The demographics of the residents helped to steer the concept. We felt that a balance of contrasting colours and a fresh approach on traditional design would best suit the building’s needs. We installed a dark carpet with a delicate scroll pattern on a lovely textured base, really making the flooring the focal point. We used the rich colours in the carpet to complement the new door colour, new millwork, and hardware. Residents now feel more of a presence when they get home and visitors love the welcoming space!

Who is the target audience for this project?

Current residents, realtors, and buyers. We wanted current residents to have a renewed sense of excitement for the place they call home, we wanted realtors to be enthusiastic about selling property in the building, and we wanted buyers to be passionate about where they are purchasing. We designed the entire project with the target audience in mind and the Board enthusiastically approved each element.

How did the layout of the existing space affect the design?

This project had some natural perimeters that had to be incorporated into the design. The building is a three-story casitas townhouse with connected interior corridors. There are several resident entrances that directly lead to the exterior, so dirt, snow, and salt are frequently dragged in. Also, the elevator lobbies coming from the parking garage take quite a bit of traffic, as well. We knew that the materials used in these areas had to help deflect some of the wear and tear. So we chose dark carpet to camouflage traffic and stains. Because we needed the durability and stain resistance in the carpet, we decided to go quite light on the walls and have a great anchor colour on the suite entrances.

What kinds of challenges did you face during this project?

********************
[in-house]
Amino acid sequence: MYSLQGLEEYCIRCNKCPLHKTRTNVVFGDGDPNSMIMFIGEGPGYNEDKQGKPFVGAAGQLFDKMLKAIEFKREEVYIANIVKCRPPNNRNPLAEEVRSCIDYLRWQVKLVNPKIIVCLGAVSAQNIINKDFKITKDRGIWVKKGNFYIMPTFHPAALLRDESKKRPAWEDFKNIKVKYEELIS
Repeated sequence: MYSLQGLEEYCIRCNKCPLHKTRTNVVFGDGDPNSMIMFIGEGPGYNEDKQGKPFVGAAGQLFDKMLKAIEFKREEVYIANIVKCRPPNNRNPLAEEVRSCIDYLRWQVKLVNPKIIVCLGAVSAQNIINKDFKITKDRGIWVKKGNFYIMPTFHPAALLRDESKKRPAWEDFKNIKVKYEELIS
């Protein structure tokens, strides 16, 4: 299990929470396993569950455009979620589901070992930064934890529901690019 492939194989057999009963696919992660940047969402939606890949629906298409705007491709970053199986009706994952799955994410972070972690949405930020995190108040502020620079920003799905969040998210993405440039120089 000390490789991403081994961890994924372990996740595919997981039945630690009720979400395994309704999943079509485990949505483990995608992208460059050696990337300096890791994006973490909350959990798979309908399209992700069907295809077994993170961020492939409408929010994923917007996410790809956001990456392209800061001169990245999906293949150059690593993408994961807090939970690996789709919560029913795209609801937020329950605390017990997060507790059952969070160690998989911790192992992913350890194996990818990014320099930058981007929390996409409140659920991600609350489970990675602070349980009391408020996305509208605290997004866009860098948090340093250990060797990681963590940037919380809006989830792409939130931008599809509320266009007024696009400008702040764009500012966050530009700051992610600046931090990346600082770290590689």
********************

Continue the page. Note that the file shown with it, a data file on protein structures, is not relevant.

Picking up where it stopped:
The corridors in the building are narrow, so we wanted to create the illusion of more width. We did this by using the pattern in the carpet as well as the light wallcovering. We also had the task of making the corridors brighter, since the existing lighting was insufficient. For this project we had certain budgetary requirements, so we couldn’t add more fixtures; they had to remain in the same positions. Instead, we commissioned custom fixtures that let off more light to brighten the corridors significantly.

Why is it important to have well-designed interior space?

Everyday, our clients walk through their lobby and corridors to get to their suites. We wanted each resident to be proud to call this building their home, so we aimed to give them a streamlined, tailored space to suit their style. Again, practicality and easy maintenance were very important to us. This also makes it easier on the management and building staff to make sure that the common areas

always look great.

What is the “wow-factor” of this project?

The striking balance and contrast of colour between the elements — and our expectation that it will still look great in a decade! We aim to have an immediate “wow-factor” when you walk into the space, but it’s a great testament to a well-designed project when it still has that “wow” many years later.